Leaving a Legacy: 1991 to 2023


“I am not going to make a big deal of being more than what I am. Or less.”

Françoise Gilot, in The New York Times, 2022

Exhibition at the Berman Museum of Art

Françoise Gilot first visited Ursinus College in 1991 with Dr. Jonas Salk, who was speaking at that year’s Founder’s Day Convocation. The Berman Museum of Art at Ursinus, founded by her longtime friends Philip and Muriel Berman, had opened to the public two years prior in 1989.

During Gilot’s visit, the museum’s founding director, Lisa Tremper Hanover, proposed an exhibition of her work at the museum. In 1993, Gilot returned to Ursinus College with her curator and archivist Mel Yoakum, PhD, to discuss the details of the exhibition and corresponding publication. And in 1995, the museum opened the exhibition Stone Echoes: Original Prints by Françoise Gilotand published a catalogue raisonné of the same name. This was the first retrospective and comprehensive exhibition of Gilot’s lithographs and etchings. It was a highly successful venture for the artist, Yoakum, and the museum alike.

Upon witnessing the success of Stone Echoes , Gilot donated a large selection of her original prints to the Berman Museum of Art. Yoakum and the Bermans donated several of their Gilot prints and drawings during this time, along with collectors who had lent their pieces to the exhibition.

Later Life

In June of 1995, Salk passed away just six days before his and Gilot’s twenty-fifth wedding anniversary. Grieving, Gilot abruptly moved out of their shared home and could not paint for about six months. She found solace in traveling with her children and grandchildren. When she picked up the brush again, she created several abstract landscapes inspired by the trips.

As in many other times in her life, art became a way for her to heal. This emotional journey is evident in her expansion of The Wanderer series and her return to the mythology motif in the late 1990s.

Gilot’s career in the early 2000s was marked by sold-out lectures, several newspaper and television interviews, and more successful publications. Notably, the four-hundred-page Françoise Gilot: Monograph, 1940-2000, written by Mel Yoakum, Ph.D., was published in 2000, which received great acclaim. She was celebrated in exhibitions throughout the United States and Europe, and she attended many of the openings with her family.

Despite entering her eighties in 2001, Gilot never considered retiring. She continued creating, primarily working with oils before reuniting with Judith Solodkin in 2009 to make new monotypes. These works were featured in her second monograph, Françoise Gilot: Works 1984–2010, which was published in 2011.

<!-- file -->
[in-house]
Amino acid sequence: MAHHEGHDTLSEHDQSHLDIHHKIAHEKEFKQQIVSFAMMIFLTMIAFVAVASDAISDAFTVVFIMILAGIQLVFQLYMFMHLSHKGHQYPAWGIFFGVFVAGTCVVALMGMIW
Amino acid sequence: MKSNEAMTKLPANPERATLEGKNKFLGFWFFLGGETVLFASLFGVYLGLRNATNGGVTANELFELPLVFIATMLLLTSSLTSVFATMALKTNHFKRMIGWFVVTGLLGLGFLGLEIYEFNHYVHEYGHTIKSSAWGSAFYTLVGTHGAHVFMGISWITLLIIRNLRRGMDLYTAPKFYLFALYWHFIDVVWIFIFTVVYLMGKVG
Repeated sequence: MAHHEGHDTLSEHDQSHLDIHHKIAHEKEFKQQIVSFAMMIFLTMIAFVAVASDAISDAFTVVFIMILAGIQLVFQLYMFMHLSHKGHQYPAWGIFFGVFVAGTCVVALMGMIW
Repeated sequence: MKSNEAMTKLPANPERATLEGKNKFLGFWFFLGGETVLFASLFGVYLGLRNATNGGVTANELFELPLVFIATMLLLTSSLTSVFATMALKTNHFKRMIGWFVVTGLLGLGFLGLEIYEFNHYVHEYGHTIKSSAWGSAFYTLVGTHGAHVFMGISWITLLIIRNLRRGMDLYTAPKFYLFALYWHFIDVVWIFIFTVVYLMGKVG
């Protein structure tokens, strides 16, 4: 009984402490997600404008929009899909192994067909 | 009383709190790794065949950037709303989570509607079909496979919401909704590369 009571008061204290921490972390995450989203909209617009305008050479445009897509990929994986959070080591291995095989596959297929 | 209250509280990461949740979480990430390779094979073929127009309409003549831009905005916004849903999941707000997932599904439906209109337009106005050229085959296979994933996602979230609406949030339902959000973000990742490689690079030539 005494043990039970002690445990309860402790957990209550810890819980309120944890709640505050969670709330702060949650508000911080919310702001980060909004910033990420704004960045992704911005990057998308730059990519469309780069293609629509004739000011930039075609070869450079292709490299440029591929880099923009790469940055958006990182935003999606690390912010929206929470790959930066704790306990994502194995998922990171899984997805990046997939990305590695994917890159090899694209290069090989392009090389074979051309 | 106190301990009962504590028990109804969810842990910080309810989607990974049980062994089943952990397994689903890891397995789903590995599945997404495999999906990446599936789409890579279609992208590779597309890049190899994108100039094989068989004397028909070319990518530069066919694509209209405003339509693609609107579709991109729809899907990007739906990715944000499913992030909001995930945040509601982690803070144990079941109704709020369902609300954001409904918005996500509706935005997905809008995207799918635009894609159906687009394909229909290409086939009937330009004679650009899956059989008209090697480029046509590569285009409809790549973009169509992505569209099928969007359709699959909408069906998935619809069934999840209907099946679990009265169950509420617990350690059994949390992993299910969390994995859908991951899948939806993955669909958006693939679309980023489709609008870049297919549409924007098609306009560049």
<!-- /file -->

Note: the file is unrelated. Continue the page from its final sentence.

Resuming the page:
Gilot spent the end of her life in New York working and indulging journalists’ requests for interviews. The great painter, printmaker, and writer lived to be 101, passing away on June 6, 2023.


Locus of Study

Gilot’s relationship with the Berman Museum of Art continued well after the passing of Philip and Muriel in 1997 and 2004, respectively. She received an Honorary Doctorate in Fine Arts from Ursinus College in 2001. In 2008, she made a substantial gift of works on paper to support the Works on Paper Study Room expansion at the Berman Museum.

Today, the Berman is an international center for the study of Gilot’s works. In addition to her personal archives, the museum houses over 270 works of art by the artist, including the most comprehensive collection of lithographs and etchings in the world outside of the artist’s own holdings.

The Berman has mounted several exhibitions of Gilot’s work since Stone Echoes , including For Ever and a Day: Floating Paintings and Monotypes (1997); Françoise Gilot: 1940-1950 (2001); Transitions: Works by Françoise Gilot , which traveled to several other institutions in 2012; Francoise Gilot: Her Journey Through Portraiture (2020); and Françoise Gilot: Shaping Freedom through Abstraction (2024) .

To honor its history and close ties with the artist, the Berman has digitized its Françoise Gilot Archival Collection, donated by Mel Yoakum, PhD in 2020, and the Gilot holdings in its permanent collection. The increased access to these collections will ensure the celebration of her work for years to come and cement her legacy in the art canon.

View the complete collection.



  • La Ferla, Ruth. “Françoise Gilot: ‘It Girl’ at 100.” The New York Times, 19 Jan. 2022. https://www.nytimes.com/2022/01/19/style/francoise-gilot-it-girl.html
  • Vierny, Dina and Mel Yoakum. Françoise Gilot: Monograph, 1940–2000. Sylvio Acatos, 2000.
  • Yoakum, Mel. “Biography.” The Françoise Gilot Archives. http://www.francoisegilot.com/frames.html. Accessed 25 March 2024.
  • —-. For Ever and a Day: Floating Paintings and Monotypes by Françoise Gilot. Exhibition catalogue. The Philip and Muriel Berman Museum of Art at Ursinus College, 1997.
  • —-. Stone Echoes: A Catalogue Raisonné. The Philip and Muriel Berman Museum of Art at Ursinus College, 1995.

Works from the Gilot Collection